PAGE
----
A trial of antithrombotic therapy in patients with refractory migraine and antiphospholipid antibodies: A retrospective study of 75 patients

Jill R Schofield, Hannah N Hughes, Marius Birlea, Kathryn L Hassell
Lupus 2021 January 5, : 961203320983913

OBJECTIVE: It has been reported that patients with antiphospholipid antibodies (aPL) and refractory migraine may experience symptomatic improvement with antithrombotic therapy, but this phenomenon has not been well studied. This study was undertaken to detail the response to trials of antithrombotic therapy in these patients.

METHODS: This is a retrospective study of 75 patients with refractory migraine and aPL who were given a 2-4 week trial of aspirin, clopidogrel and/or anticoagulation. Major response was defined as 50-100% improvement in frequency and/or severity of migraine; minor response: 25-49% improvement; no response: <25% improvement.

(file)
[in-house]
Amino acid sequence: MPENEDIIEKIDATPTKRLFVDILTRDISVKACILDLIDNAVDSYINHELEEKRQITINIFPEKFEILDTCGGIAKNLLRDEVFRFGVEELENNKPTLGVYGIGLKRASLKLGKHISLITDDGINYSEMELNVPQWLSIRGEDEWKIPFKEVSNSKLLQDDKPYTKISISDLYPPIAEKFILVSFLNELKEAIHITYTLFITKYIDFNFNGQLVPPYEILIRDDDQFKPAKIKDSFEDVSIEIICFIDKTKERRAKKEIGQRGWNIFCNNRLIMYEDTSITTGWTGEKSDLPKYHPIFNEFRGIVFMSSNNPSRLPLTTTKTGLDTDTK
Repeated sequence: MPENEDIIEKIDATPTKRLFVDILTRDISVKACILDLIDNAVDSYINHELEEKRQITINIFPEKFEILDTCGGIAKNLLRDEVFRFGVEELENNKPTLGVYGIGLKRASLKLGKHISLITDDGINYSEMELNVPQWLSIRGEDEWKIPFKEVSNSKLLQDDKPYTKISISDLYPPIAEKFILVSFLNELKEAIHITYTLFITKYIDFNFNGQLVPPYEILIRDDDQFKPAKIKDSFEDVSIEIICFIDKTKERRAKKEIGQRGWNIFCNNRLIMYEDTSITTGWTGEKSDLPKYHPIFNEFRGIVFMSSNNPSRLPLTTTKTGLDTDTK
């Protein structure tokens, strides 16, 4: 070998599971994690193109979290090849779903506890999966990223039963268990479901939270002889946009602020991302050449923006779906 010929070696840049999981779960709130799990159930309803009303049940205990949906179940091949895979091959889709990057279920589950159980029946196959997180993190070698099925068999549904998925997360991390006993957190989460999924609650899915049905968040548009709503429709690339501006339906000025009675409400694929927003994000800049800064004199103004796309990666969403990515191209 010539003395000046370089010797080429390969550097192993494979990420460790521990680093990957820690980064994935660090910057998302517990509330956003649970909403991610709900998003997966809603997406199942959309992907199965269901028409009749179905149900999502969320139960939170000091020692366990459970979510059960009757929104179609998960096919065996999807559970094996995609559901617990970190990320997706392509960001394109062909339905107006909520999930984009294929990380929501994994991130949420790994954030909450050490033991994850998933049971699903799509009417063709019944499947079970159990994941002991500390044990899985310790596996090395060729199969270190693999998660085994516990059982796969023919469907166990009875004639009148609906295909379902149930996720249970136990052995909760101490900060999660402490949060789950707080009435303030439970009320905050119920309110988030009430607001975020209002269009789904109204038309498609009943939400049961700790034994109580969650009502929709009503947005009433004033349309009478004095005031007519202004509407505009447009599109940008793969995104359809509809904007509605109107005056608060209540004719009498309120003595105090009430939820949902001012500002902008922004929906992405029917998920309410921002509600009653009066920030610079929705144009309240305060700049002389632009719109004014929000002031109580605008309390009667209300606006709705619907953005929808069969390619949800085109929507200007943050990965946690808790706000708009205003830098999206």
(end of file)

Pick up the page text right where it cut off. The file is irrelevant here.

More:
RESULTS: 66 patients were given a trial of aspirin: 47% responded (21% major); 60 patients were given a trial of clopidogrel: 83% responded (67% major); and 34 patients were given a trial of anticoagulation (usually apixaban): 94% responded (85% major). The response rate to any anti-thrombotic therapy was 89% (83% major). Many patients also noted improvement in non-headache symptoms. No patient experienced stroke. There was no major bleeding during any 2-4 week treatment trial and only 3 of 69 patients maintained on an antithrombotic regimen for a median follow up of 29.9 months (5-100) experienced major bleeding.

CONCLUSIONS: There was a high rate of symptomatic response to antithrombotic therapy in this context and long-term follow up suggested an individualized symptom-derived antithrombotic regimen may be associated with a low bleeding risk. Our data support consideration of a 2-4 week trial of antithrombotic therapy, usually starting with antiplatelet therapy, in aPL-positive patients with refractory migraine, particularly if other treatment options have been exhausted. As a retrospective study, our data provide only Class IV level of evidence, but they suggest randomized controlled trials are warranted to validate these encouraging findings.

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